I’ve been wrapping up a pretty big project and so posting has been light this week. I do have some things that caught my eye this week that I will post later this weekend. Earlier this week I was asked:

  • what connectivity capabilies are being built into medical devices now,
  • what factors are driving these changes, and
  • what barriers in your area(s), what are they?

The biggest trends driving what I call medical connectivity are EMR integration, workflow automation and alarm notification.

The basic capabilities required to meet the above include:

  • the ability to establish patient context, acquire and transmit data from the medical device
  • a server to capture, store, queue and transmit data (optionally, an HL7 interface for EMR integration, and logic to analyze data)
  • client applications (usually served up by the server) to enter, review and edit patient data.
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Wireless IV Pump Market Overview

In Glaser and Cooper’s HIMSS session, “Clinical Engineering and IT — Partners for Patient Safety and Technology Effectiveness”, one of their examples of CE/IT convergence was the smart connected IV pump.  They established the terms Type I for pumps that contain a drug library or formulary, and Type II for pumps with Automated Drug Recognition.  They described Type II pumps as supporting right drug, right patient, and right drug library menu pick.  Future Type II features were identified as patient/bag matching, caregiver identification, and order settings pushed to the pump. You can read the HIMSS wireless pump posts below to see where the various vendors fall along this continuum.

Let me suggest a feature set for a Type III pump classification: remote primary alarm notification, alarm management and pump control provided directly to the caregiver, and tight CIS integration providing CIS generated alerts and remote device control (driven by Order Entry and CIS alerts).

Hospitals are required to use policies, procedures, and staffing levels based on the primary alarm notification of medical devices on their units.  Regardless of how “cool” secondary alarm notification features are, hospitals cannot depend on them.  Spending time and money to implement secondary alarm features is like wearing a belt with suspenders. Providing alarm and device management features to a nurse carried device could significantly improve patient safety, outcomes and satisfaction.  This remote capability means reducing missed alarms, increasing the ability to distinguish nuisance alarms, silencing alarms more quickly, and accessing pump status for all their patients at any time — from any location.  Besides the obvious safety impact, better alarm management means fewer alarms disturbing patients, especially at night.  This remote capability should also improve staff productivity.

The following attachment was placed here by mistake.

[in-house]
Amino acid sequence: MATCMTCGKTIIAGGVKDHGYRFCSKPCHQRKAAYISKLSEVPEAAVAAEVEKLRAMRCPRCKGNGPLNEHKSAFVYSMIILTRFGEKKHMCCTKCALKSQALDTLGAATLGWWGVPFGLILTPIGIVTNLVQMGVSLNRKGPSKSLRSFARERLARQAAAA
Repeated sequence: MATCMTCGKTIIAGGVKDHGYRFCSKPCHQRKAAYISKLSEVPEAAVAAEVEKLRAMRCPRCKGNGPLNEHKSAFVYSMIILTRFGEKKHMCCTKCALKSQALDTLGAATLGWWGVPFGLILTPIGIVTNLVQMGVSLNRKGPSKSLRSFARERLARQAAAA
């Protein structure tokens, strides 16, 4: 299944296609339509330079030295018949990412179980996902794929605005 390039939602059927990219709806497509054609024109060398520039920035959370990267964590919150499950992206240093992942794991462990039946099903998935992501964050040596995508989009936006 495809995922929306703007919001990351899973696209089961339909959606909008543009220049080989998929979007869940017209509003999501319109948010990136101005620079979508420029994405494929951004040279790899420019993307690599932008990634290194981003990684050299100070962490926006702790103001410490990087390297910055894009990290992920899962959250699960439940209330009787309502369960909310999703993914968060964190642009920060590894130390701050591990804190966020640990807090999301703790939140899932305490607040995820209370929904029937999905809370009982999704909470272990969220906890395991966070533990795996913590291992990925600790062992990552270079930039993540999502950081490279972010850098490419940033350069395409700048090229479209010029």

Type I and II pumps require mission critical connectivity.  Occasional service interruptions of a few minutes are not critical. Type III features require life critical connectivity for primary alarm notification.  Life critical connectivity has big implications on server architecture and network design.  The life critical requirements for pumps are less than they are for continuous monitoring (there is no continuous waveform), unless your pump also does continuous monitoring.  Regardless, vendors must develop risk analysis based performance metrics for alarm delivery times, and then design a system to meet those requirements.

As pump technology evolves, pumps start to more closely fit the model for patient monitoring systems.  Many of the same questions arise when assessing needs and qualifying vendors.  Identifying requirements, while not always intuitively obvious, is not too difficult a task.  Qualifying vendors who meet those requirements, all in different ways, is more of a challenge.  Using your crystal ball to determine future requirements and care delivery models is also difficult.

All of this raises some interesting questions about core competency.  There is a vendor side of this CE/IT convergence that mirrors the convergence in the hospital.  Medical device vendors have certain core competencies: embedded software, electrical and mechanical engineering, manufacturing and assembly, working within a rigorous regulatory environment, and device service and support. Medical software vendors also have their core competencies: application software, software architecture, networking, implementation and configuration, system service and support.  As medical device vendors continue to move towards IT, they must make strategic decisions about what core competencies they want to “own” and which to buy — none can afford the time and money to build all the necessary competencies.  These choices is driven by competitive strategy, creating barriers to entry, time to market and cost.  The winners in this space will be the vendors with the best strategy and the best execution.